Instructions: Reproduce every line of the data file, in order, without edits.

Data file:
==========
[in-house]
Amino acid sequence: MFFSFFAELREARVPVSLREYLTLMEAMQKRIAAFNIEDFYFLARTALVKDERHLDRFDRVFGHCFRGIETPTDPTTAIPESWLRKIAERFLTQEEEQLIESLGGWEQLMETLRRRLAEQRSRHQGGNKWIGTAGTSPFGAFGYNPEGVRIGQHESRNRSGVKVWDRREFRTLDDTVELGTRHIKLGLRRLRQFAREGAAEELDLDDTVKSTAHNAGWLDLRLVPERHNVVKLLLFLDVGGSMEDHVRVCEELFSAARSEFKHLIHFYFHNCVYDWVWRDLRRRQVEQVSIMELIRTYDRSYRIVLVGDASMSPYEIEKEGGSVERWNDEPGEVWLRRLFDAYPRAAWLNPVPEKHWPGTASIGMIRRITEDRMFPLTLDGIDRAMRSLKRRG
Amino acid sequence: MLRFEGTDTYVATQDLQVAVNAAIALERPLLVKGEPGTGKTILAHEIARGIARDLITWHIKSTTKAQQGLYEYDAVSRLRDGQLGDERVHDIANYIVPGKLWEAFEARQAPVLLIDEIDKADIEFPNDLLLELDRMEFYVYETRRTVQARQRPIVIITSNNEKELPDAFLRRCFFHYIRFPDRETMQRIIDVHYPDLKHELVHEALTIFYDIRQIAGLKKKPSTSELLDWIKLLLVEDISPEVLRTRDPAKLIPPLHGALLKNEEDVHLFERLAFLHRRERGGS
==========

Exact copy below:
[in-house]
Amino acid sequence: MFFSFFAELREARVPVSLREYLTLMEAMQKRIAAFNIEDFYFLARTALVKDERHLDRFDRVFGHCFRGIETPTDPTTAIPESWLRKIAERFLTQEEEQLIESLGGWEQLMETLRRRLAEQRSRHQGGNKWIGTAGTSPFGAFGYNPEGVRIGQHESRNRSGVKVWDRREFRTLDDTVELGTRHIKLGLRRLRQFAREGAAEELDLDDTVKSTAHNAGWLDLRLVPERHNVVKLLLFLDVGGSMEDHVRVCEELFSAARSEFKHLIHFYFHNCVYDWVWRDLRRRQVEQVSIMELIRTYDRSYRIVLVGDASMSPYEIEKEGGSVERWNDEPGEVWLRRLFDAYPRAAWLNPVPEKHWPGTASIGMIRRITEDRMFPLTLDGIDRAMRSLKRRG
Amino acid sequence: MLRFEGTDTYVATQDLQVAVNAAIALERPLLVKGEPGTGKTILAHEIARGIARDLITWHIKSTTKAQQGLYEYDAVSRLRDGQLGDERVHDIANYIVPGKLWEAFEARQAPVLLIDEIDKADIEFPNDLLLELDRMEFYVYETRRTVQARQRPIVIITSNNEKELPDAFLRRCFFHYIRFPDRETMQRIIDVHYPDLKHELVHEALTIFYDIRQIAGLKKKPSTSELLDWIKLLLVEDISPEVLRTRDPAKLIPPLHGALLKNEEDVHLFERLAFLHRRERGGS